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Our next R course is at University of Queensland (Australia) from 18th Feburary 2020. Beginner, intermediate and advanced classes available.

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Queenland: The Coal State

I’m over here in Scotland at their National marine science and technology conference (‘MASTS’). There are a lot of talks about the ecological issues associated with green energy derived from wind, waves and tides.

Seeing these environmental issues crop with green energy made me think how lucky the Australian environment is that we are focussing our efforts on deriving and exporting energy created with good old carbon.

Queensland is leading the way in keeping the coal tradition going, with new coal mines that have recently been criticised by the less enlightened.

Queenslanders should call our state “The Coal State” not “The Sunshine State” like we currently do. What’s sunshine ever done for us? You can’t run much more than a few web servers with it, and its proven to give you cancer.

Coal rarely makes people ill, a single power plant causing only about 18 deaths a year in Victoria. Coal also provides stacks of cheap energy.

A rogue group of scientists believe that climate change is caused by greenhouse gas emissions, such as all the CO2 that comes from burning coal. This extremist group (something like 97% of scientists)) will probably also tell you that climate change has dire consequences for humanity and life on earth.

Well, even if that is true, the global emissions of carbon are now so huge that Aussie coal mining doesn’t really matter. One mine in Queensland will only contribute about half a percent of the global emissions we have left before the Earth global warming will exceed 2 degrees. 0.5% from just one mine is pretty minor when you consider Australia’s human population is only about 0.33% of the global population.

We are also planting heaps of trees in Australia. If you didn’t know it, trees actually suck carbon out of the atmosphere. So the trees we plant are helping to offsett emissions we create from doing things like clearing native forests for farming and burning coal.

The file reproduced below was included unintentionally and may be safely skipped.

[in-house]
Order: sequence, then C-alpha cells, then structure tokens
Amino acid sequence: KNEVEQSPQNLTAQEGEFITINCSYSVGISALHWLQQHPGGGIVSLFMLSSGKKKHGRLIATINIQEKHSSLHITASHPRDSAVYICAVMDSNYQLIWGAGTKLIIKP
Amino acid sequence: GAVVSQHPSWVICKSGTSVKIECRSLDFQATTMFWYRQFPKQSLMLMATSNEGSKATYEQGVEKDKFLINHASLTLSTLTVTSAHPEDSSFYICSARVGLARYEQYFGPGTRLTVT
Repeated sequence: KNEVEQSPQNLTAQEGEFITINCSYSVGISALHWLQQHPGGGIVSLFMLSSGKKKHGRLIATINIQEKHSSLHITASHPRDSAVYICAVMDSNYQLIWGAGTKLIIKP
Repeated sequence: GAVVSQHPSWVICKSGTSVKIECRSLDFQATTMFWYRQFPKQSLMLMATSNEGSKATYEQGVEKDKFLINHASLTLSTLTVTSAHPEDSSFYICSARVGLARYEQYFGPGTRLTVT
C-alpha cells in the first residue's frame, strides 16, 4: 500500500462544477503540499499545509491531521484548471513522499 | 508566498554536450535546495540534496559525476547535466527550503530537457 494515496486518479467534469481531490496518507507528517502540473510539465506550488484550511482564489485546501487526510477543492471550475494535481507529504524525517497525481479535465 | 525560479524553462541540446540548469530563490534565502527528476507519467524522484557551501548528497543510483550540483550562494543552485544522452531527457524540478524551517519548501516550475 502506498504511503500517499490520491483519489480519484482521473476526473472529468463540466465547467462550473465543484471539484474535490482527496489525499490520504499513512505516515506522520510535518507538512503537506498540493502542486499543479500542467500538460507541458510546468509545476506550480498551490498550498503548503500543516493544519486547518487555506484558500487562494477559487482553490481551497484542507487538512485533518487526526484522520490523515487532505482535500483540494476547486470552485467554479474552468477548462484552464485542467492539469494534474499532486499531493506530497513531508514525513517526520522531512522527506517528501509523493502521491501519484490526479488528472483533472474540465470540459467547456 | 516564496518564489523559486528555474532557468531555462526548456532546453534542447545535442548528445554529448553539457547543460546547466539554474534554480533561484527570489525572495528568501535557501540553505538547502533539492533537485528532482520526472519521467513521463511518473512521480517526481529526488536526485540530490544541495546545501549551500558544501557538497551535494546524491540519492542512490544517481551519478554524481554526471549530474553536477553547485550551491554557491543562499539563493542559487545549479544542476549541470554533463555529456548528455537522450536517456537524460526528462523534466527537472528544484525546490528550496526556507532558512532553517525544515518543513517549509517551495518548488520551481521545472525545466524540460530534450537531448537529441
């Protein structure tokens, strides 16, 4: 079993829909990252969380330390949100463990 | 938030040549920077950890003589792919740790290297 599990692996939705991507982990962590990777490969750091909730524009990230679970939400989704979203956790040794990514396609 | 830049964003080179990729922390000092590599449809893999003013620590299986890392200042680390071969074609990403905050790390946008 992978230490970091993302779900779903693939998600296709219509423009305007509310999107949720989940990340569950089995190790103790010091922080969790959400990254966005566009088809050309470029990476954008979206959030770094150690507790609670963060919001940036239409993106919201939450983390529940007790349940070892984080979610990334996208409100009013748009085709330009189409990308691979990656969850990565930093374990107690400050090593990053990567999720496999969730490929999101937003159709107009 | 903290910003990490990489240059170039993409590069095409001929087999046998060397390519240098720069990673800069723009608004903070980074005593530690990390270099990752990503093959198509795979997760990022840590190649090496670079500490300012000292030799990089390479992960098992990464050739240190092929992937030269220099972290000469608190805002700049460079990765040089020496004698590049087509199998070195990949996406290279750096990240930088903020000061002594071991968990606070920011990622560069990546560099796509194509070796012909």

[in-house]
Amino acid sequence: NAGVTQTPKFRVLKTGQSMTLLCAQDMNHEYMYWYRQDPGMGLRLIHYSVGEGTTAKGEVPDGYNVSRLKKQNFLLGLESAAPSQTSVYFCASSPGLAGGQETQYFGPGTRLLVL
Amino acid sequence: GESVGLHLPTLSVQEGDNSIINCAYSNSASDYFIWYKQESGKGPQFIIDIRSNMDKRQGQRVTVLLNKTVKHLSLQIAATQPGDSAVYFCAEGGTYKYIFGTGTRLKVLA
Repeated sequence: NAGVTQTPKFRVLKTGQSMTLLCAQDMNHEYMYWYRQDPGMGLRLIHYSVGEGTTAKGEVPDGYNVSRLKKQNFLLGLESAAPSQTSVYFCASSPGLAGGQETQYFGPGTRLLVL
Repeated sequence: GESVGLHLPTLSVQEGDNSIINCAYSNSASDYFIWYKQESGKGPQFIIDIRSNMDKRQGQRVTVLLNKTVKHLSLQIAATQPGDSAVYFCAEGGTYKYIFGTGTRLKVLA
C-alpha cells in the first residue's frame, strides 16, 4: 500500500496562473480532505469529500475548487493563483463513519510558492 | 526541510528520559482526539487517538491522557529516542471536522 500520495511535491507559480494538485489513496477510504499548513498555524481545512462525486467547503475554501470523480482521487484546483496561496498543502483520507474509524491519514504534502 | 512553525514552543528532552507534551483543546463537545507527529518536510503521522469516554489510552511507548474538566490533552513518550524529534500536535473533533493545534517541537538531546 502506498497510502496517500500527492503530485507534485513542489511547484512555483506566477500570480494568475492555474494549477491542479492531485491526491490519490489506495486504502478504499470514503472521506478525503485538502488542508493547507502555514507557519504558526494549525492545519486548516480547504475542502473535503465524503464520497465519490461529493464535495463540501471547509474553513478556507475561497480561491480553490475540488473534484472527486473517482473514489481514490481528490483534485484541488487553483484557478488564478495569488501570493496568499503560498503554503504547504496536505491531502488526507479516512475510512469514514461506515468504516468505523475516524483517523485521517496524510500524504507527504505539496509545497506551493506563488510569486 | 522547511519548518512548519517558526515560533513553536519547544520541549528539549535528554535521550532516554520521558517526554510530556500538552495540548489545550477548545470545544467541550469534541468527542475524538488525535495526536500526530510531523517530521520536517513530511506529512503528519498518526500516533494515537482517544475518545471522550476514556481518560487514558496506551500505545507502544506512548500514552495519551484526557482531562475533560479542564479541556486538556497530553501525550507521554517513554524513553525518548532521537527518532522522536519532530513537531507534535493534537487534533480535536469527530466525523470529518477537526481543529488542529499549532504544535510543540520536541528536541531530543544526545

Anyway, the heroin we produce gets sold overseas to countries like India who use it, so it is really their problem. Sorry did I say heroin? I meant coal.

Those impoverished people in India really need our coal. Having power will raise their standards of living and maybe even their life expectancies. The dirty coal we sell is so cheap everyone can afford it, and the health affects of living near power plants that burn the stuff are pretty unsubstantiated anyway.

What we are doing is putting national interests aside to help humanity at a global scale. We are trading in the land rights of indigenous Australian’s so we can dig up more coal and to give people overseas the chance of cheap power. If that doesn’t balance out historical inequities created by colonialism I don’t know what will.

Conservationists and some scientists will tell you that mining and transporting coal has impacts on local ecosystems too.

You can be rest assured that our governments in Australia are very concerned about the environmental impacts of coal mining. Queensland is a state known for its excessive levels of ‘green tape’, which make it difficult for everyday Aussie overseas companys to make an honest profit out of mining.

The government’s level of concern is evidenced by the hefty fines they hand out for breaches of environmental protocols. The coal company Adani recently got wacked with a $12,000 fine for letting toxic stormwater spill out into the waters adjacent to the Great Barrier Reef.

Anyway, people matter too. What you can’t dispute is that coal mining provide significant numbers of jobs to honest hard working Australian’s.

The creation of a new coal mine may create up to 1500 new jobs over the life of the project.

Everyone knows the 10s of thousands of ongoing jobs in tourism are not really related to the Great Barrier Reef. All those people are coming for another great Aussie industry - Casinos. But that’s another story.

So get behind Australia’s coal mines. Our environment needs coal power as much as our economy does.



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